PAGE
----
Updated: Feb 20
No matter where you are in the IT world, understanding the OSI Model is key. The OSI (Open System Interconnection) model is a framework used to implement standards for network communication. Created in 1984, the goal of the OSI model was to provide a vendor-neutral set of standards for Technology vendors to ensure interoperability. It is a hierarchical architecture that logically partitions the functions required to support system-to-system communication.
The OSI model has seven (7) layers that define specific tasks. The layers are:
Layer 1: Physical
Layer 2: Data Link
Layer 3: Network Layer
Layer 4: Transport Layer
Layer 5: Session Layer
Layer 6: Presentation Layer
Layer 7: Application Layer
The OSI model was created to provide software developers and hardware manufacturers a standard interface allowing interoperability. Other key benefits include:
Reduces complexity by breaking concepts down into smaller, more digestible parts and simplifying troubleshooting.
Ensures Vendor Interoperability by providing a standard for vendors to meet when creating computers, network devices, and software.
Provides modular engineering allowing a vendor to write code for a specific layer. For example, a web browser for the application layer.
Simplifies Learning and Development by breaking the concepts down into digestible pieces.
In figure 1.1 we will take a look at each layer and see some protocol and device examples:
Device Type by Layer
Let's take a look at where our network devices fall on the OSI Model.
Layers 7 - 5 - Hosts and firewalls
Layer 3 – Routers and Layer 3 Switches (Switches that perform routing functions)
Layer 2 – Switches (No routing functionality, Switches at Layer 2 forward traffic based on MAC Address), Network bridges (similar function to switches but with fewer features and intelligence.)
Layer 1 – Hub, Repeaters, ethernet cables
Layer 4 In Depth - Transmission Protocols
There are two types of transmission protocols available at this layer, TCP, and UDP.
TCP is a reliable transport protocol. Think of it like Certified Mail. TCP establishes a three-way handshake in data communication. The three-way handshake is a process by which a network node initiates and acknowledges a connection. This is done through a series of SYN and ACK messages. Data is sent in a sequence, and in the event, the data arrives in the wrong order, TCP reorders the information correctly. TCP also offers error detection and recovery. Errors are detected via a checksum. In the event, a segment of data is damaged and discarded, or an acknowledgment (ACK) isn't received, retransmission is triggered. The particular segment of data is retransmitted until a retransmission timeout is reached. Finally, I'd like to highlight that TCP offers Flow Control. TCP uses an end-to-end flow control protocol (Windowing) to avoid having the sender send data too fast to the receiver to process it. This is key for devices communicating over various network speeds.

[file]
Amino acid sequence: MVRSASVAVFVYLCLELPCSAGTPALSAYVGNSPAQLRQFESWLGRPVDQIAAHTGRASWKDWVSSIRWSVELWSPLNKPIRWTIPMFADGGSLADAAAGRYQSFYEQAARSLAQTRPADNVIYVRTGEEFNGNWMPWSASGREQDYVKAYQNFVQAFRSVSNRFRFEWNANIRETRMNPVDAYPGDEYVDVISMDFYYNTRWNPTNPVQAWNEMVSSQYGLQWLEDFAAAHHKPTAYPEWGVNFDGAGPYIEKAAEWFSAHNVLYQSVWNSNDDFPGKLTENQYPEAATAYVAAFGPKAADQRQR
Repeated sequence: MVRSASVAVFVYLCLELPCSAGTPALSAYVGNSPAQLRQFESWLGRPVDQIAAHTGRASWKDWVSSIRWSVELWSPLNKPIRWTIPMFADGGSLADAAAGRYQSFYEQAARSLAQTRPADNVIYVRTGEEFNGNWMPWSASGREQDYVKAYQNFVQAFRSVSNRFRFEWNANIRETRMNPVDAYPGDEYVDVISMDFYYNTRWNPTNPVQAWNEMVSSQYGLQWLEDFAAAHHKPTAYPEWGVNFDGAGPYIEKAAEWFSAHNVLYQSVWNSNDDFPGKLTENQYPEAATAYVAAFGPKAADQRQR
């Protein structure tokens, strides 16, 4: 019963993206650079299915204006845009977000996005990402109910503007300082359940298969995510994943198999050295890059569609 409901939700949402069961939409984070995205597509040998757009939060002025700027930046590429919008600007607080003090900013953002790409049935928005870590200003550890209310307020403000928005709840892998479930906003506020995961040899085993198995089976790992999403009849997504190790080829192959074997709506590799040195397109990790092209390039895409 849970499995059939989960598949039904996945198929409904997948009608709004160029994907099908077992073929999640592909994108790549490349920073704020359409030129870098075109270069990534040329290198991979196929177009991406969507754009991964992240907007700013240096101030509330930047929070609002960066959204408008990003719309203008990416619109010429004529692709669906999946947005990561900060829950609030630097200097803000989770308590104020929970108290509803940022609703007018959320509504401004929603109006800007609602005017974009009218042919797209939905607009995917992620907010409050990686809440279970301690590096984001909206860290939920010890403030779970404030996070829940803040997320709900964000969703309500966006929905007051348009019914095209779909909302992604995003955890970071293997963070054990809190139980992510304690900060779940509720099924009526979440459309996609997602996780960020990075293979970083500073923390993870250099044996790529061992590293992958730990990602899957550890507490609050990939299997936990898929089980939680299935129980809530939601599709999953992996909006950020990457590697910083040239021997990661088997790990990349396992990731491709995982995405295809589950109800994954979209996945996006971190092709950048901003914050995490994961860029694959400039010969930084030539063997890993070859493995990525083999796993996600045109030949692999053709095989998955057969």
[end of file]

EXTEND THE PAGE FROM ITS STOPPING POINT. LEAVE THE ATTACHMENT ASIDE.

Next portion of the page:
TCP (Transmission Control Protocol)
Used for Unicast traffic (One-to-One)
Error Detection and Correction
Flow Control (Windowing)
UDP is described as an unreliable transport protocol. It is connectionless and doesn't offer SYN/ACK acknowledgments, error detection, and recovery or flow control. So why on earth would you use it? UDP offers lightweight transmission of data and is commonly used by time-sensitive applications (VoIP, Video Streaming, TFTP, DNS). Packets are sent individually, and while they are sent in a specific order, there's no way to guarantee they will be received and processed in the correct order as UDP doesn't offer to reorder.
UDP (User Datagram Protocol)
No error detection/recovery
No Flow Control
Layers 2 and 3 In-Depth - The Internet Layer
Layers 2 (Data Link) and 3 (Network) are both responsible for data transmission between the source and destination nodes. In the TCP/IP Model, these are combined into the Internet Layer. These layers are all about getting data to your hosts - IP and routing. Here are the key terms you need to know.
Internet Protocol (IP) - Routable protocol responsible for logical addressing standards and services
Address Resolution Protocol (ARP) - Protocol used to map a MAC address to an IP address
Media Access Control (MAC) Address - Hardware address unique for each network device
Internet Control Message Protocol (ICMP) - Used to diagnose/report errors related to IP packet delivery (i.e., Ping)
Internet Group Management Protocol (IGMP) - Used to establish multicast group membership.